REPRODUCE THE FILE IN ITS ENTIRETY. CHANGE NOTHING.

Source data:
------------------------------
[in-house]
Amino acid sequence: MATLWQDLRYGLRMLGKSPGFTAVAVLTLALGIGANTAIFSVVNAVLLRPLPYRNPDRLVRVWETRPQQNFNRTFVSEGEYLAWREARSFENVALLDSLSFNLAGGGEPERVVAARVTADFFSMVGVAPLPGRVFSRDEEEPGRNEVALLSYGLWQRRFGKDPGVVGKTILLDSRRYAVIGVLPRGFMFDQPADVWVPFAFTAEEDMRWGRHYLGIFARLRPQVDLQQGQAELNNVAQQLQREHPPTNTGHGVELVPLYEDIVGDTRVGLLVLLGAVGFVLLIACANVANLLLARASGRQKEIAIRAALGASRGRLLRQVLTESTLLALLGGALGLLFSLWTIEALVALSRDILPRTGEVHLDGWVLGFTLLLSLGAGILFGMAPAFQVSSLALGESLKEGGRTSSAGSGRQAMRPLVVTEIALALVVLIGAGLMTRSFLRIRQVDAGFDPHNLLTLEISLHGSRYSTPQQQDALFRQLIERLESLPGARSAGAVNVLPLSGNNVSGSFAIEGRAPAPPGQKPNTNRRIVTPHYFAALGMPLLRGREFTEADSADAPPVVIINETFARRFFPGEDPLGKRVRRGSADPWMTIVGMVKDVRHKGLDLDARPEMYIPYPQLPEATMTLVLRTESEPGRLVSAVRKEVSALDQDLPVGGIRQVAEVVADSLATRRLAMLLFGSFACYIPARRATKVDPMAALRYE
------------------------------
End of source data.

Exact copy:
[in-house]
Amino acid sequence: MATLWQDLRYGLRMLGKSPGFTAVAVLTLALGIGANTAIFSVVNAVLLRPLPYRNPDRLVRVWETRPQQNFNRTFVSEGEYLAWREARSFENVALLDSLSFNLAGGGEPERVVAARVTADFFSMVGVAPLPGRVFSRDEEEPGRNEVALLSYGLWQRRFGKDPGVVGKTILLDSRRYAVIGVLPRGFMFDQPADVWVPFAFTAEEDMRWGRHYLGIFARLRPQVDLQQGQAELNNVAQQLQREHPPTNTGHGVELVPLYEDIVGDTRVGLLVLLGAVGFVLLIACANVANLLLARASGRQKEIAIRAALGASRGRLLRQVLTESTLLALLGGALGLLFSLWTIEALVALSRDILPRTGEVHLDGWVLGFTLLLSLGAGILFGMAPAFQVSSLALGESLKEGGRTSSAGSGRQAMRPLVVTEIALALVVLIGAGLMTRSFLRIRQVDAGFDPHNLLTLEISLHGSRYSTPQQQDALFRQLIERLESLPGARSAGAVNVLPLSGNNVSGSFAIEGRAPAPPGQKPNTNRRIVTPHYFAALGMPLLRGREFTEADSADAPPVVIINETFARRFFPGEDPLGKRVRRGSADPWMTIVGMVKDVRHKGLDLDARPEMYIPYPQLPEATMTLVLRTESEPGRLVSAVRKEVSALDQDLPVGGIRQVAEVVADSLATRRLAMLLFGSFACYIPARRATKVDPMAALRYE